The difference between male and female cannabis plants

The difference between male and female cannabis plants

Cannabis plants are primarily male or female, although hermaphrodite plants are a possibility. Cannabis is known as a dioecious plant, meaning both male and female plants produce flowers.

Each sex has different characteristics which enable growers to tell them apart. It is important to know exactly how to identify each gender depending on the desired outcome of the grow, whether that be large resinous buds or seeds and breeding potential.

Marijuana plants begin to reflect signs of their specific sex within the first two weeks of the flowering period. Plants begin to reach their sexual maturity at around six to eight weeks after germination has occurred. At this point signals to which sex they are will become visible around branch internodes.

Typically pure indica and sativa strains will begin to flower when night periods start to become longer, or the photoperiod is shortened. If a plant contains autoflowering genes, time will be the determining factor instead of light.



Female weed plants are the absolute preference to most growers who want big juicy buds to smoke, make medicine with or sell. This is because female flowers are coated in a thick layer of cannabinoid rich resin which determines its recreational and medicinal potential. This resin is produced by mushroom shaped glands on the plant called trichomes, effectively minute cannabinoid factories.

As well as having an obviously profound use among humans, this resinous substance is extremely important for the reproduction and evolution of the cannabis plant. It enables female plants to seize male pollen which results in the fertilisation of the plant. After fertilisation has taken place, the female plant will go into seed, ensuring the survival of the species and providing growers with breeding and cultivation potential.

However one important reason to detect the sex of plants early on is to single out the males and remove them from the growing space. This action will be taken by growers looking to optimise the quality and quantity of yields. If the female plants are kept away from the pollen produced by their male counterparts, they will start to produce far more valuable resin in a desperate attempt to capture pollen and become fertilised. If no pollen is to be found, the end result will be flowers covered in a dense layers of trichomes. This is due to the available resources being harnessed for resin production, instead of seed production.

A grower interviewed in the documentary Botany of Desire, based on the book of author Michael Pollan, described this scenario perfectly: "In essence, what you're seeing is extreme sexual frustration. This is a room full of women who are looking for some guy to come by and give them some pollen so they can create seeds. And they try harder and harder as time passes, and the more unsuccessful they are, the more production of the resins that are intended to attract pollen increases, and that increases the psychoactive elements of the plant."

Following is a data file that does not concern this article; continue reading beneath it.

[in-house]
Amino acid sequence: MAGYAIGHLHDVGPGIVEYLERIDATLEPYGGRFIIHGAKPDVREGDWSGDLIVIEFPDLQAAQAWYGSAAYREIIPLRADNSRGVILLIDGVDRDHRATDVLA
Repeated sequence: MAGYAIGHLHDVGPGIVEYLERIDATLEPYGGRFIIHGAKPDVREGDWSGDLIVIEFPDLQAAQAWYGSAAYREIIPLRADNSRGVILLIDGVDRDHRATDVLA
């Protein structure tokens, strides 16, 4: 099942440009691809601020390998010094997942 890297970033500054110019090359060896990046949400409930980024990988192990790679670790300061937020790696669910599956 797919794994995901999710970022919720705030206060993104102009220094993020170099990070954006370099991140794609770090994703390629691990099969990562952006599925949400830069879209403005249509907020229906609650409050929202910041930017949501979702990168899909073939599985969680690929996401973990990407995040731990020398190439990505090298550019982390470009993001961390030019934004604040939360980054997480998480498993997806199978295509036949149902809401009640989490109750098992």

These potent, unfertilised female flowers have been given the name sinsemilla, which is Spanish for "without seed". Sinsemilla is also defined as a "cannabis variety which has a particularly high concentration of narcotic agents". Meaning it will get you really, really high.

One definite way to detect if a plant is female will be the appearance of its sex organs, named pistils. These tiny white or orange hairs are the sex organs of female plants. Pistils will start to emerge at internodes, sections where branches intersect with main stem, at around 1.5 weeks into the flowering stage. Female flowers produce small tear-like calyxes with two pistils at this stage which will eventually grow and form together into what are commonly referred to as buds.



Perhaps less praised among smokers and consumers, male plants still play a fundamental role in transferring genetics to the next generation of weed plants. Males looks aesthetically different to their female partners whose flowers are glistening with resin. Male marijuana flowers instead produce bell-like clusters known as pollen sacks that hang down, the equivalent of botanical testicles.

Male marijuana plants will being to display pollen sacks at internode locations early on in the flowering stage, making it apparent what sex they belongs to.

These pollen sacks begin to open up and bloom when they reach the correct stage of maturity, producing white/green flowers. The dispersed pollen will then be released in an attempt to fertilise female plants and spread the genes of the father plant.

As far as breeding programs go, good quality males are fundamental as genes from the father plant are also partly responsible for contributing to the genetic make up of the offspring plants.

Although not as inundated with cannabinoids as female flowers and plants, males have been found to contain a decent degree of cannabinoids and can be fairly potent. Males display resin producing glands mostly on the sepals, anthers and smaller upper leaves.

Males also produce significant amounts of terpenes, the molecules responsible for a plants individual flavor and scent, that harbour vast therapeutic benefits.